Monday, December 29, 2014

The Movie and the Meta-Movie: Reflections on "The Interview"

People don't realize how important we are to freedom.  The first thing a totalitarian society suppresses is its comedians. - Groucho Marx
John Lennon said something similar, which was that nobody would ever take him seriously enough to try to assassinate him the way they assassinate politicians, because he and Yoko were just fools - just comedians.  Of course, this was before he was assassinated.


So on Christmas Day, my son Colin and I thumbed our noses at North Korea - or whoever hacked Sony - and watched The Interview in the comfort of our suburban American home.

The movie was funny and provocative - more so because of the Meta-movie (the hack and the terrorist threats) - than the film itself.

In fact, the movie is quite bad in some ways.  There were parts of it that were utterly offensive and juvenile - not because I find gross out humor unfunny, but because it's obvious that corporate-think is behind so much of the garbage Hollywood feeds us these days.  Hollywood Rude Comedies are test marketed and aimed primarily at frat boys, or 14-year-old morons who will soon become frat boys.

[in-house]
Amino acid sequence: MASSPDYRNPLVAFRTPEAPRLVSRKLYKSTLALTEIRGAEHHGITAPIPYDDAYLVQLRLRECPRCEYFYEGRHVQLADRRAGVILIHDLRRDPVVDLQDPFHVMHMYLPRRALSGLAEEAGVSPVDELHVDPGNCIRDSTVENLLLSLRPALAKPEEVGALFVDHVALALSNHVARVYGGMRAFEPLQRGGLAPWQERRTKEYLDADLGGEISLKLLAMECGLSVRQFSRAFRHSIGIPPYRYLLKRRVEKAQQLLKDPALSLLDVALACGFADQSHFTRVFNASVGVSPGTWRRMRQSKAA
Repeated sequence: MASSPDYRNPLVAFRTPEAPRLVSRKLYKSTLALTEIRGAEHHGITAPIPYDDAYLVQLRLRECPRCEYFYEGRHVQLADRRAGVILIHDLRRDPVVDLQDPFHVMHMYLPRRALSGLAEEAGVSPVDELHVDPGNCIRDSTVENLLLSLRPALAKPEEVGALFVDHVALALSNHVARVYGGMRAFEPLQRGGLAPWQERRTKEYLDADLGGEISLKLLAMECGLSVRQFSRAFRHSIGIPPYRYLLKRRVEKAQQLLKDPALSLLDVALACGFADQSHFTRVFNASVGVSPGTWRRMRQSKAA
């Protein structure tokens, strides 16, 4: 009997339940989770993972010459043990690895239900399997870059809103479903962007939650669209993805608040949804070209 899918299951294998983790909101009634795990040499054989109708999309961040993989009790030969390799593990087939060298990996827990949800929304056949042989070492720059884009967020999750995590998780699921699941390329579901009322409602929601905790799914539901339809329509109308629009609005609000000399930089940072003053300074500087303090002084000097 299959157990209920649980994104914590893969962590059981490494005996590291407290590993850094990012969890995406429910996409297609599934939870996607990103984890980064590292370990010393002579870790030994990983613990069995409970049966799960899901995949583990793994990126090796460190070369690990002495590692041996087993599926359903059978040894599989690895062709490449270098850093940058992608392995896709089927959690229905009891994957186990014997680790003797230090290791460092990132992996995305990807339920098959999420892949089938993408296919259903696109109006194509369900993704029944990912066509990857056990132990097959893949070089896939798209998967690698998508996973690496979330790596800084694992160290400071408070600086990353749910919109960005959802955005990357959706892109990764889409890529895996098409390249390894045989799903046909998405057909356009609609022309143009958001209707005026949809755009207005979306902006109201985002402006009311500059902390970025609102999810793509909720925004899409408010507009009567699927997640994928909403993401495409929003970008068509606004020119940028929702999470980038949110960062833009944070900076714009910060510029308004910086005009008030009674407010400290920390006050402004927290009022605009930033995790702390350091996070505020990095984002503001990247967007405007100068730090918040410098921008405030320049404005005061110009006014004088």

And so, in the same way that every single movie made for young kids must have exactly three fart jokes, so Rude Comedies are now (apparently) required to include at least one joke about pornography and semen - regardless of how uncomfortable it makes you or how forced and unnecessary the joke might happen to be.

And this movie had that (and then some) - and that offends me, because it's so obviously a corporate insert designed for a specific effect.  The obligatory vulgarities seemed unrelated to the movie's artistic merit or integrity.

Which is a shame, for this film does have some artistic merit and does have some integrity.  It is a cut above most Rude Comedies, despite the uncomfortable moments.

But the real integrity of this movie is the Meta-Movie, the story outside the story.  For both the message in the move and the message outside the movie are the same.

And that message is this - rude, crass and vulgar as our American pop culture is, there is something authentic and liberating about it, something funny and spontaneous and alive, something Real - and our humor can topple tyrants, the way our typically American chewing gum topples a bad guy in a disturbing and yet strangely funny scene in this movie.

And indeed Lennon and Marx may long survive Lenin and Marx.

And North Korea has a long way to go before they learn this lesson.

South Korea (foreground), North Korea (background) at the Demilitarized Zone.  I took this picture on our Department of Defense tour to East Asia, 1991.


1 comment:

Sebonde said...

I've seen a previous Rogen-Franco collaboration, This is the End. Perhaps, we need totalitarianism just so we can have sensible aesthetic standards again.

Never has Marx's famous dictum been more true: "History repeats itself, the first time as tragedy, the second time as farce." I would say that this is a sophomoric version of the Rushdie Affair, but I really don't want to insult sophomores.